Women Don’t Belong in the Public Sphere
Women are better than men socially. They read social cues better than men, are more attentive to the strengths and weaknesses of others, are better at managing relationships, and better at caring for people’s needs. It is impossible to imagine human society without women’s contributions to the private sphere.
Women’s attention to relationships means that women tend to avoid saying or doing things that might cause awkwardness or offense. (On the other hand, women are also capable of much greater cruelty than men, as most of us learned in elementary school.) An implication is that women tend not to care very much whether something is true or right. What they care about is how people will feel if someone says or does it.
This is the source of much inter-gender misunderstanding, but, in itself, it’s neither good nor bad. In public life, however, it’s mainly a problem. For example, the observation that not everyone is capable of the same level of accomplishment since half of people have an IQ under 100, though an obvious and incontrovertible truth, is shocking to a woman’s conscience. Women are constitutionally incapable of giving up on people in that way. That someone is ineducable is for them a motive to invest more time in their teaching. This is exactly the approach you want your wife to take with your children, but applied to public policy it entails all manner of disastrous misallocation of resources: in education, immigration, hiring practices, and so on and on. And women’s participation in public life also degrades the quality of men’s participation. When women are a large part of the public discussion, many men seek to appeal to women, and become less honest themselves.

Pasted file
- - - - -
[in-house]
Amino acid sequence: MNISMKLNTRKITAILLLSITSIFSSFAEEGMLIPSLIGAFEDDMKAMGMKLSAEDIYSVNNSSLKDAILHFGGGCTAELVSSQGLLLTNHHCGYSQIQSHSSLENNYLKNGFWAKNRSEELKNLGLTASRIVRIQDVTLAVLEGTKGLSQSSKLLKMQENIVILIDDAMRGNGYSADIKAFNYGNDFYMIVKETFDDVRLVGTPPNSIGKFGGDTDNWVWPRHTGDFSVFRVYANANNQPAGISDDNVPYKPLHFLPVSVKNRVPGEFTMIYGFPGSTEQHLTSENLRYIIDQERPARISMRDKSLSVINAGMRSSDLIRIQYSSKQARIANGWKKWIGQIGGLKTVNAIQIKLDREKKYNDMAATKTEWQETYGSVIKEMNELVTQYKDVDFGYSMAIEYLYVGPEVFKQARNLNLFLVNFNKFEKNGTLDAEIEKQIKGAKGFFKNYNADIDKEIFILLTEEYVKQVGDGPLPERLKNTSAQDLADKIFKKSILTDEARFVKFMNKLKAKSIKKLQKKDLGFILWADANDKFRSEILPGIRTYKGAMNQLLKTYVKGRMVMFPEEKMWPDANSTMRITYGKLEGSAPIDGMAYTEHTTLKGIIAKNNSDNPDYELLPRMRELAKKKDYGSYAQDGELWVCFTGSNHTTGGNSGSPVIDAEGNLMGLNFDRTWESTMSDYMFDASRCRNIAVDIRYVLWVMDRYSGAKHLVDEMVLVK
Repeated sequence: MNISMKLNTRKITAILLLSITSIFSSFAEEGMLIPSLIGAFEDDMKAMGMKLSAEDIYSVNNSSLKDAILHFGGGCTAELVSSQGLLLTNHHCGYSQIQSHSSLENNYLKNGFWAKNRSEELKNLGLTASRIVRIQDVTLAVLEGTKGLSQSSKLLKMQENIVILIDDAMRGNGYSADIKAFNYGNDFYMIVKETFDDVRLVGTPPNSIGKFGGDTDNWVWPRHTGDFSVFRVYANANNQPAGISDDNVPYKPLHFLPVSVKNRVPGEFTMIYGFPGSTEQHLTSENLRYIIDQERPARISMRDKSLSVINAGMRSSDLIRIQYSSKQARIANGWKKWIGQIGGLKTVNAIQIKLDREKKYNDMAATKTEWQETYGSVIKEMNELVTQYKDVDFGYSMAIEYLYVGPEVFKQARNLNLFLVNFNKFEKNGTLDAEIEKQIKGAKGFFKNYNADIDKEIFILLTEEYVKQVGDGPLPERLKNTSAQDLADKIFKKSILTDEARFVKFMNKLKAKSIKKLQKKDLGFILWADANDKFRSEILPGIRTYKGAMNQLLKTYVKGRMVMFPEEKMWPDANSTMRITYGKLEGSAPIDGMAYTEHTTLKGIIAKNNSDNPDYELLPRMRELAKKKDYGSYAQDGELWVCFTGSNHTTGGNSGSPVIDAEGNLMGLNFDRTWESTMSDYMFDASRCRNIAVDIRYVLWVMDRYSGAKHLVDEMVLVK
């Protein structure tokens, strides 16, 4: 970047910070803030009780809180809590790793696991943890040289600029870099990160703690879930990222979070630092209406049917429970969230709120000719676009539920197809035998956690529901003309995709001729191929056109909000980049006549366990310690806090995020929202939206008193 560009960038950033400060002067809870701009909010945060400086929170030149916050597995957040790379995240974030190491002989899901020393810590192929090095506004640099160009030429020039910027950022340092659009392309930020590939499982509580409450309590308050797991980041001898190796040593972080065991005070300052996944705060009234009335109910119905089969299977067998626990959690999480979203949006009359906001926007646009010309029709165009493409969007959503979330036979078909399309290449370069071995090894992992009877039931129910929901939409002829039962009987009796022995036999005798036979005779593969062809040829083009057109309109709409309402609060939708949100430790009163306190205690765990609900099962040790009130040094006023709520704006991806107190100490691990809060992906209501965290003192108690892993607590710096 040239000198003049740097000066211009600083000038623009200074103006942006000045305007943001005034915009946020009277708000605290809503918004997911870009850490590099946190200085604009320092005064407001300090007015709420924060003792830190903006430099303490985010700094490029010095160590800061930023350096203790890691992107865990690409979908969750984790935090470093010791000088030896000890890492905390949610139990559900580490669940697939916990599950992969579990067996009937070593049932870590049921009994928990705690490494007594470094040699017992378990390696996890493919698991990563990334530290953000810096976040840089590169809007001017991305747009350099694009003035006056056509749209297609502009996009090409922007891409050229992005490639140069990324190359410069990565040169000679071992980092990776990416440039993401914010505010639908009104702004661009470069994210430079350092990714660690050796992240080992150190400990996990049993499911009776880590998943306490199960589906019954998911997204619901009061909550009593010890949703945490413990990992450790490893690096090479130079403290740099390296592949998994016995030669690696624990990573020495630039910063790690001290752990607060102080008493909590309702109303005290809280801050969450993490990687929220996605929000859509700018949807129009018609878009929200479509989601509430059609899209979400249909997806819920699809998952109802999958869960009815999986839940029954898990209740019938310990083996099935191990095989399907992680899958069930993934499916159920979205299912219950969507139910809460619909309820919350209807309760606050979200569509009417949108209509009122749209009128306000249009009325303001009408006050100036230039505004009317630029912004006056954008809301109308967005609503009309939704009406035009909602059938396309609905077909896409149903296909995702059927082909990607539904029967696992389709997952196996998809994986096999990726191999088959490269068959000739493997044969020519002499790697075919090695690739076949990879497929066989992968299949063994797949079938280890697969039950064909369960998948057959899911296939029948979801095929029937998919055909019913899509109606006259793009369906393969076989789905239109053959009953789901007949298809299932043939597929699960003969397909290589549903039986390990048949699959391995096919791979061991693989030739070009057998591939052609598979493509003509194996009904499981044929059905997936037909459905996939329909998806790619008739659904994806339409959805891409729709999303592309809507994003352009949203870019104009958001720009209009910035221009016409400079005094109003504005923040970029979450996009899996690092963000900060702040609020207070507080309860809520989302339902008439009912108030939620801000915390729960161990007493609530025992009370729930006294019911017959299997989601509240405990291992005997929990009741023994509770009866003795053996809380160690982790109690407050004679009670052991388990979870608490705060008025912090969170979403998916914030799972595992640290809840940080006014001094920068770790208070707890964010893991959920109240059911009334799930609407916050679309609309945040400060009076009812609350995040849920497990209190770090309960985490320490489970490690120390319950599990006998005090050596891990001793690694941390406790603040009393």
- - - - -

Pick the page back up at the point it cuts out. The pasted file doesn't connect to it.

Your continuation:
How ought men really to respond? Let’s consider an example. Last week on In Mala Fide, Simon Grey dismantled a Feministing post which claimed that all women are equally beautiful. Grey’s argument was perfectly sound, but in a sense his engagement with Feministing is pointless. The author of the original post is a woman. Of course she’s going to say absurd things in order to ensure that no one feels bad. We should accept that. Often we ought to praise women for their sensitivities while ignoring their so-called arguments.
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Update: Read Skarphedin’s comments.